Here is the updated power consumption number with the more efficient power supply.
As you can see, the 80+ Gold Rated power supply shaved 11.8 watts off the top. This is about 4.5% of the old PSU unit’s previous draw, and it is about 4.8% of the new PSU unit’s power draw. So, it is very close to the advertised 5% efficiency improvement one would expect per the 80+ specifications. Conclusion: I’m saving electricity and the planet! Yay!
As a side note, all the weird coil whine and light flickering issues I was having with the S12iii went away when I switched to Seasonic’s better Focus PSU.
But, Was It Worth It?
Now, as an environmentalist, I would say that this type of power savings is of course worth it, because it’s that much less energy wasted and that much less pollution. But, we are really talking about just a few watts (albeit on a machine that is trying to cure cancer 24/7 for years on end).
To get a better understanding of the financial implications of my $40 upgrade, I did a quick calc in Excel, using Connecticut’s average price of electricity as provided by Eversource ($0.18 per KWH).
Performing this calculation is fairly straightforward. Basically, it’s just taking the difference in wattage between the two power supply units and turning that into energy by multiplying it by one year’s worth of run time (Energy = Power * Time). Then, I multiply that out by the cost of energy to get a yearly cost savings of about $20 bucks. That’s not bad! Basically, I could pay for my PSU upgrade in two years if I run the machine constantly.
Things get better if I sell the old PSU. Getting $20 for a Seasonic anything should be easly (ignoring the moral dilemma of sticking someone with a shitty power supply that whines and makes their lights flicker). Then, I’d recoup my investment in a year, all while saving the planet!
So, from my perspective as someone who runs the computer 24/7, this power supply efficiency upgrade makes a lot of sense. It might not make as much sense for people whose computers are off for most of the day, or for computers that just sit around idle, because then it would take a lot longer to recover the costs.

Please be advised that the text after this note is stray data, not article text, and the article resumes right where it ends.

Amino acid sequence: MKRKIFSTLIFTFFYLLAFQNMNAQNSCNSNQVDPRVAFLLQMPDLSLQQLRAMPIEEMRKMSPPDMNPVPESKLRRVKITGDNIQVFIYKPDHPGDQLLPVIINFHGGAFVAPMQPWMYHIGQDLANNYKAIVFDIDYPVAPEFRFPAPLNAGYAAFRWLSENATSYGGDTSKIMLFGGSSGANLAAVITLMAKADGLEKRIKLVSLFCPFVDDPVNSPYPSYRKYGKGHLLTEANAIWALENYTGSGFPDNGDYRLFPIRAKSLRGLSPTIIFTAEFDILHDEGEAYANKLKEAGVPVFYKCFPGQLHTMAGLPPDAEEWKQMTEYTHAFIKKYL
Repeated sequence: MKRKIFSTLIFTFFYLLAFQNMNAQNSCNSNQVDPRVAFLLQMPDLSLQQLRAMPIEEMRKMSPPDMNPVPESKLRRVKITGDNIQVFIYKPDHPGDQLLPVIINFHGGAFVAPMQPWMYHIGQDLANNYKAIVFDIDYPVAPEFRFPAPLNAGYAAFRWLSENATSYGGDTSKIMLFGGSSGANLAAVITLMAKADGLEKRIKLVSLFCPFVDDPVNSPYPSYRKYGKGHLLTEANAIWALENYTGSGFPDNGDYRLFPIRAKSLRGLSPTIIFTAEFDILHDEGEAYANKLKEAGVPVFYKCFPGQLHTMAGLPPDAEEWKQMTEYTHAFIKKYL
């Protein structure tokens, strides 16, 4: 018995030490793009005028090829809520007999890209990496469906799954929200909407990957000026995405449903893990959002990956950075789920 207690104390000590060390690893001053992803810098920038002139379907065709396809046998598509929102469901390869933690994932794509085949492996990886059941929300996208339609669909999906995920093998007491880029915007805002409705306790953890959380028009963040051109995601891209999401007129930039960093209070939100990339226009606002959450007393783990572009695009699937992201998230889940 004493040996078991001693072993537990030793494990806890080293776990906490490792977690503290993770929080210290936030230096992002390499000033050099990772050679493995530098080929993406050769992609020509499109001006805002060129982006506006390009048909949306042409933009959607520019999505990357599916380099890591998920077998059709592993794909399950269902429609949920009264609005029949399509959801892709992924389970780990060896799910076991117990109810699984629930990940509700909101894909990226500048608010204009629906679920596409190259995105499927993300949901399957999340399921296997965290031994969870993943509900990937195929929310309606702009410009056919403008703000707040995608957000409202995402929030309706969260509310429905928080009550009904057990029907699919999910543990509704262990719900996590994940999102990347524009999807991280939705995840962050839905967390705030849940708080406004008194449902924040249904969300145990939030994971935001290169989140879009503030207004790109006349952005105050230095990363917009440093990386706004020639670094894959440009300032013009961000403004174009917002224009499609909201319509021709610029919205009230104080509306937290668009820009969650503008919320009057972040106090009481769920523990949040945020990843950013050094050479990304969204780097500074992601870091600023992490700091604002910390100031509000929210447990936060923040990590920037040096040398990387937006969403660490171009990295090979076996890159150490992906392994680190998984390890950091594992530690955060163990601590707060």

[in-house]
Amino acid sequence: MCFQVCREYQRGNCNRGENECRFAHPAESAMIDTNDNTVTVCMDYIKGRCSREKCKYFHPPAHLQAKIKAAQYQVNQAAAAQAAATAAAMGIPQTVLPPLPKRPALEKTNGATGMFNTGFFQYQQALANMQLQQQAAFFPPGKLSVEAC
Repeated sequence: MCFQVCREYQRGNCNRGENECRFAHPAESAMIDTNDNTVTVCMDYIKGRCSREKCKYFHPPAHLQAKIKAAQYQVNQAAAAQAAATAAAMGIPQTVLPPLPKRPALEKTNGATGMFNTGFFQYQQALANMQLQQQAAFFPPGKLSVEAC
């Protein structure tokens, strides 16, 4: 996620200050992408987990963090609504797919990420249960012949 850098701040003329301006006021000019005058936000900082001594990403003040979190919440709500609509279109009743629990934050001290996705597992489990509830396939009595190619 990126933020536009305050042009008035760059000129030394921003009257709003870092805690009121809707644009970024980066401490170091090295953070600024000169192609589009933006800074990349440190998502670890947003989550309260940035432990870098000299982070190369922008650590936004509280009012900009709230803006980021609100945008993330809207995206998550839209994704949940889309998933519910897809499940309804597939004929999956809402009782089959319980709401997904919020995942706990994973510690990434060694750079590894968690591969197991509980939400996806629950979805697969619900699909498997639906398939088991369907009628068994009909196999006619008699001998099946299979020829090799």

P.S. Now when I pop the side panel off Voyager, I am reminded to focus…
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I think I have this same Seasonic supply (the gold version, not your whinny bronze one), and it’s worked very well for me. But if efficiency is your goal, why are you still using that A10 Kavari CPU? AMD did the best they could with that chip, but getting a 28nm process to run even sort of fast requires, well, lots of power! 95 Watts in your case. That FM2+ is a big limiter, an upgrade might need a whole new motherboard and memory. Perhaps you can undervolt the CPU in the bios.
Cool! I probably got a dud PSU in this case. And I agree regarding the Kavari, except to note that I usually am doing GPU folding on this rig in Linux, so the CPU TDP doesn’t come anywhere near to the rated 95 watts. I do plan on doing a CPU swap-out article to show the effect on total system power consumption for GPU folding at some point in the future. This machine actually is used as a space heater for our bedroom in the winter (offsetting our home heating use with electricity derived from our roof mounted solar array). So I also haven’t been as concerned on this specific box as I am for my main folding rigs. There’s another article to write on that too